Our website uses cookies to enhance your browsing experience and to collect information about how you use this site to improve our service to you. By not accepting cookies some elements of the site, such as video, will not work. Please visit our Cookie Policy page for more information on how we use cookies.

Keystone Procurement

Keystone Procurement


An Employer Disability Information case study on KEYSTONE PROCUREMENT

(case study written by Keystone Procurement)

Responsible Business Category: Workplace / Employees

Keystone Procurement is a specialised procurement advisory business established in 2014. Our aim is to be innovative in the solutions that we propose to clients, whether they be from the public or private sector, whether they are small or medium enterprises or even larger organisations. I would describe the sector as a looking-glass that reflects society at large; a snapshot of the policies and priorities of a State at a given time. Our ethos when it comes to inclusive employment is that we do not have a specific policy, it is just what we do. Culture is what you do every day, it is in our nature to treat staff equally and to embrace diversity.

What we do:
I view staff as assets to the team, each one bringing a unique viewpoint on projects and proposals. I would not consider hiring staff with a disability as a CSR strategy.We hire people based on their ability to do the job. The essential skills required are to analyse and assess – nothing manual or physically demanding. A physical disability wouldn’t impede someone working in our sector. I’m hiring qualified, motivated people and that’s what’s most important.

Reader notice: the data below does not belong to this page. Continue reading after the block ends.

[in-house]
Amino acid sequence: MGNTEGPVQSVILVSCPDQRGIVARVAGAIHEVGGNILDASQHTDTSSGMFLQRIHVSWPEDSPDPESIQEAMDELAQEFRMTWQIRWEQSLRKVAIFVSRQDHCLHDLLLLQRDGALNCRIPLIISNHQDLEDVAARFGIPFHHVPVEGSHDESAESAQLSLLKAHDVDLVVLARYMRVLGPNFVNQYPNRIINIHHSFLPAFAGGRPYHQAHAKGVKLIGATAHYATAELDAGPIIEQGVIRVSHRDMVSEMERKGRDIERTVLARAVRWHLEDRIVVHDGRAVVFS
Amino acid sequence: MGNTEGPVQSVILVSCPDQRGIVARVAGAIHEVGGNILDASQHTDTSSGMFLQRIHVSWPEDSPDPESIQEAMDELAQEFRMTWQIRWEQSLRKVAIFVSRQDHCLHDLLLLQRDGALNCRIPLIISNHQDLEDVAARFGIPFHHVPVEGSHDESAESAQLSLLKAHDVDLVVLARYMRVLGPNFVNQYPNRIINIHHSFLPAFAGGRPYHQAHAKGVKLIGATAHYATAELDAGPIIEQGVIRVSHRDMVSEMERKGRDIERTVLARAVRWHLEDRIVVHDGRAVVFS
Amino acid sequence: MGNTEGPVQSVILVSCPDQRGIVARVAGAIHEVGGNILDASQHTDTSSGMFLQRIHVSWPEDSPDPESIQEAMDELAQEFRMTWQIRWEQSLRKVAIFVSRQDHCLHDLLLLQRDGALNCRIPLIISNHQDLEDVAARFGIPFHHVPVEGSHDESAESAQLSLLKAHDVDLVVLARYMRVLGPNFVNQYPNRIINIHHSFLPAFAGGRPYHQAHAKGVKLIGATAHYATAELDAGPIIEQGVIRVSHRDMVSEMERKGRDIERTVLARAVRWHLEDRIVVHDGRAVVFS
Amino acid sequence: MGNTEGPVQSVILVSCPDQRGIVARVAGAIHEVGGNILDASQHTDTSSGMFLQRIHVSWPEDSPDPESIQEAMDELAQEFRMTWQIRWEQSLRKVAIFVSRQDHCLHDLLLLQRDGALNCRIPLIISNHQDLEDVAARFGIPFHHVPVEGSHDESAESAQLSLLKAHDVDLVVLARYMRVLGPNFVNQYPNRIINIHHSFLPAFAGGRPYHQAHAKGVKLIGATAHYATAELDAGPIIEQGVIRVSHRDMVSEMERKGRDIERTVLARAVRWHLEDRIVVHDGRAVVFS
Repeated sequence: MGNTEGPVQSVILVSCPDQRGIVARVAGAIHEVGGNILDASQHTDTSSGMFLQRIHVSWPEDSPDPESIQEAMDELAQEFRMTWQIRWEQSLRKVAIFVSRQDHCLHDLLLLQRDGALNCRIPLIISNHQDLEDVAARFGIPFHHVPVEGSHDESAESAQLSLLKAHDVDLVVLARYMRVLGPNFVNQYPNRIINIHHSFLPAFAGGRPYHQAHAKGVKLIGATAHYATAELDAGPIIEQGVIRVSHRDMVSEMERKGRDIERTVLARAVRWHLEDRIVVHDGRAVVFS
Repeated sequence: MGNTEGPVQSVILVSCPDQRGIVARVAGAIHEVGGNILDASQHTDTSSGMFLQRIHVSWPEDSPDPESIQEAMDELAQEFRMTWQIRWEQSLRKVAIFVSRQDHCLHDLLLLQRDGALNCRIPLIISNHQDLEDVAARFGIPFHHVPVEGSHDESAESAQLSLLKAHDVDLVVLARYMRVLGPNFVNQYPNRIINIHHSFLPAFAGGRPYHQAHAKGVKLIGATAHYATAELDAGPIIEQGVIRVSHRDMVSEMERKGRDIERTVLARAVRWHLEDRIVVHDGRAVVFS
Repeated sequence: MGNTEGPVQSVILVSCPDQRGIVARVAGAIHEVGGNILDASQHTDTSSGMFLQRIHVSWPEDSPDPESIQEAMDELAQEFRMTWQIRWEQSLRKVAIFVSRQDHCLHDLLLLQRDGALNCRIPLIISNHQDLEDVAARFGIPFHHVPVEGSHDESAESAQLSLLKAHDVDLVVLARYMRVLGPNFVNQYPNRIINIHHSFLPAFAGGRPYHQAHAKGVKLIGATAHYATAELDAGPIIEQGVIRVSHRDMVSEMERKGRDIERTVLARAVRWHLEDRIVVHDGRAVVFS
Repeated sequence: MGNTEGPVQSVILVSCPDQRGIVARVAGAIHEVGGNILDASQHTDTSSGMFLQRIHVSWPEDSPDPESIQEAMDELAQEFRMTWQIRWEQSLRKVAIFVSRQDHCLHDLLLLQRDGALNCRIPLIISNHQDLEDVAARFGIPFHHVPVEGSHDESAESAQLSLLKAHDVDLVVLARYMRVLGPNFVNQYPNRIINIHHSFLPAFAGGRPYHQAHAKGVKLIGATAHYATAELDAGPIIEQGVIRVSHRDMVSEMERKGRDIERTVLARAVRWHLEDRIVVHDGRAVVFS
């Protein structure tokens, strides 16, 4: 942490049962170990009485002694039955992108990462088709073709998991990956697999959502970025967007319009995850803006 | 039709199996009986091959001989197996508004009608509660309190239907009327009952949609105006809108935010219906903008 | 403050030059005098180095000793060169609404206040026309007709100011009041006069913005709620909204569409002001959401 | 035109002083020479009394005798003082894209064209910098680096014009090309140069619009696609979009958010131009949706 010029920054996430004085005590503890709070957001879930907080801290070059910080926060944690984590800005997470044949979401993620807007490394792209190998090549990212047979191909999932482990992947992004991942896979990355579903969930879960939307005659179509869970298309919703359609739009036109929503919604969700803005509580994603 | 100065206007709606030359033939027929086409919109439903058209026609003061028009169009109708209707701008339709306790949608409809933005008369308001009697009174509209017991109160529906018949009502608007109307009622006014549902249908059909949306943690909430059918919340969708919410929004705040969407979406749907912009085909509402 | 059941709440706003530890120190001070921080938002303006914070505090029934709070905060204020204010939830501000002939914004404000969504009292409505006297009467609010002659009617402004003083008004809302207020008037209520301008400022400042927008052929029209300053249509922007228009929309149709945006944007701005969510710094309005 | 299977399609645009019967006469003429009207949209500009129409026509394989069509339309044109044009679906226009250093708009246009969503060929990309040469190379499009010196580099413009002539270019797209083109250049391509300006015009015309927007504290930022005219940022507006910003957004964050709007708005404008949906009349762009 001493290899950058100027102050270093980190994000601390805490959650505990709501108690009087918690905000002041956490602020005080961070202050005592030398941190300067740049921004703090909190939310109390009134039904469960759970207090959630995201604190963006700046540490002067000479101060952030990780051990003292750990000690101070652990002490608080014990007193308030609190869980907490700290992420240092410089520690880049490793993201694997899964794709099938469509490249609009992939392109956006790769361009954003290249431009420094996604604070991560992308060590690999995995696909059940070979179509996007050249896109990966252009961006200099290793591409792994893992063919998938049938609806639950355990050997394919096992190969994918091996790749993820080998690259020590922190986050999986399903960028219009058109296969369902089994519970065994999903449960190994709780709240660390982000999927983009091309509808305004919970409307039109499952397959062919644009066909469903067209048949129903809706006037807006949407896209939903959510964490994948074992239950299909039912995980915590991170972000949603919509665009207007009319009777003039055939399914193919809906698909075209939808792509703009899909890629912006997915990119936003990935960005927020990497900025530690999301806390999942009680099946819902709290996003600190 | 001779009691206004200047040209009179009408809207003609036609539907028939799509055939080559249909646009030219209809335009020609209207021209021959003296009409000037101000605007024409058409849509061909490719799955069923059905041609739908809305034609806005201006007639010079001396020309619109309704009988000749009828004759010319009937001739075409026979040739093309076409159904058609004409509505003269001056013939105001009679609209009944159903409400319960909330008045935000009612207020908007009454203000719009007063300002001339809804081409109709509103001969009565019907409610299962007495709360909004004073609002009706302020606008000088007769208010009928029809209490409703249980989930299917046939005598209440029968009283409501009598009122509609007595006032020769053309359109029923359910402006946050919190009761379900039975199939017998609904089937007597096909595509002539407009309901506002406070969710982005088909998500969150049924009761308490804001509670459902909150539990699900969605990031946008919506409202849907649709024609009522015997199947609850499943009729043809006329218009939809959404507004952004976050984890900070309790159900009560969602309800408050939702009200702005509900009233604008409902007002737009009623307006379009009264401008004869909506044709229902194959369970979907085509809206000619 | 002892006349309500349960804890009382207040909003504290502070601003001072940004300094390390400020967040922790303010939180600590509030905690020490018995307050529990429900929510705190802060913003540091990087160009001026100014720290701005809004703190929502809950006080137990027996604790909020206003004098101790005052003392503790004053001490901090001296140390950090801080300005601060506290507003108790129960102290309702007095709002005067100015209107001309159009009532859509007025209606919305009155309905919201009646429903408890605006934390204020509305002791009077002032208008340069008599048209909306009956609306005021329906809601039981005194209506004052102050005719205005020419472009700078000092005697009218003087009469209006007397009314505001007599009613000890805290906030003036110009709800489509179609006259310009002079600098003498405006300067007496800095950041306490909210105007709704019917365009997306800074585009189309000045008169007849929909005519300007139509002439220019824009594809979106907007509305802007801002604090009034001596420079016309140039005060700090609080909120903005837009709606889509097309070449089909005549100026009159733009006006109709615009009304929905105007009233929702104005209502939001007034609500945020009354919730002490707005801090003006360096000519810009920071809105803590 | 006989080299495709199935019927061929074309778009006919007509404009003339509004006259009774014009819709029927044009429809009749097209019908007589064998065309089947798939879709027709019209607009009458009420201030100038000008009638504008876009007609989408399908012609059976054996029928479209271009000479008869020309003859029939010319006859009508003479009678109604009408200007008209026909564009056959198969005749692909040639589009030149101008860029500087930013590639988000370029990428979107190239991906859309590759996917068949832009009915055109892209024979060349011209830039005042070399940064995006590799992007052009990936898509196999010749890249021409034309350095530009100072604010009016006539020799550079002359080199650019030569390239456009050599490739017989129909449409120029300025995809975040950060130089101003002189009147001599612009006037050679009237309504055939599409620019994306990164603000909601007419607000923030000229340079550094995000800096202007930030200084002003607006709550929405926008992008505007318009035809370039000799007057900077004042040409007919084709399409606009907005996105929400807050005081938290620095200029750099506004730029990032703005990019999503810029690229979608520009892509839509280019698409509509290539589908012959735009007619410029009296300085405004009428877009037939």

Our business lends itself well to flexible working for staff. So much of our work is done via email, videoconferencing, smart cloud-based tools and the phone. Our business is primarily dependent on internet access not access to transport or office space.

The need to be a flexible employer does not just apply to staff with disabilities. Employers are constantly proving they can be flexible when it comes to employees from looking after young children to caring for elderly parents. Accommodating someone’s disability should be no different. We value all our staff regardless of disability.

The Business Impact:
There are attitudinal barriers that workers with disabilities have lower productivity than their non-disabled peers. This stereotypical viewpoint is damaging and holding back a large pool of talented and work ready individuals who are hungry for success and bring a new viewpoint to the table.As well as the attitudinal barriers that exist, there are also structural and systematic barriers that have led to unemployment in the community. By not adapting our environment for people who need additional supports we are limiting a person’s capability to contribute meaningfully to society.

Keystone Procurement attracts entrepreneurial types of people, who are motivated and think outside of the box. They are exactly the kind of people who are used to getting things done. I would describe the staff at Keystone Procurement as innovative and adept at problem solving. When looking to the future we must start to build workplaces where people are not disabled by their environment but are instead empowered to achieve their full potential.

Practical Advice:
The Department of Employment Affairs and Social Protection have a variety of supports to assist and information is available on the website of the Employer Disability Information (EDI).

Including people with disabilities in your workplace and embracing those employees who acquire a disability during their working life helps to improve your workplace and gives you a competitive advantage.

Case Study published in 2018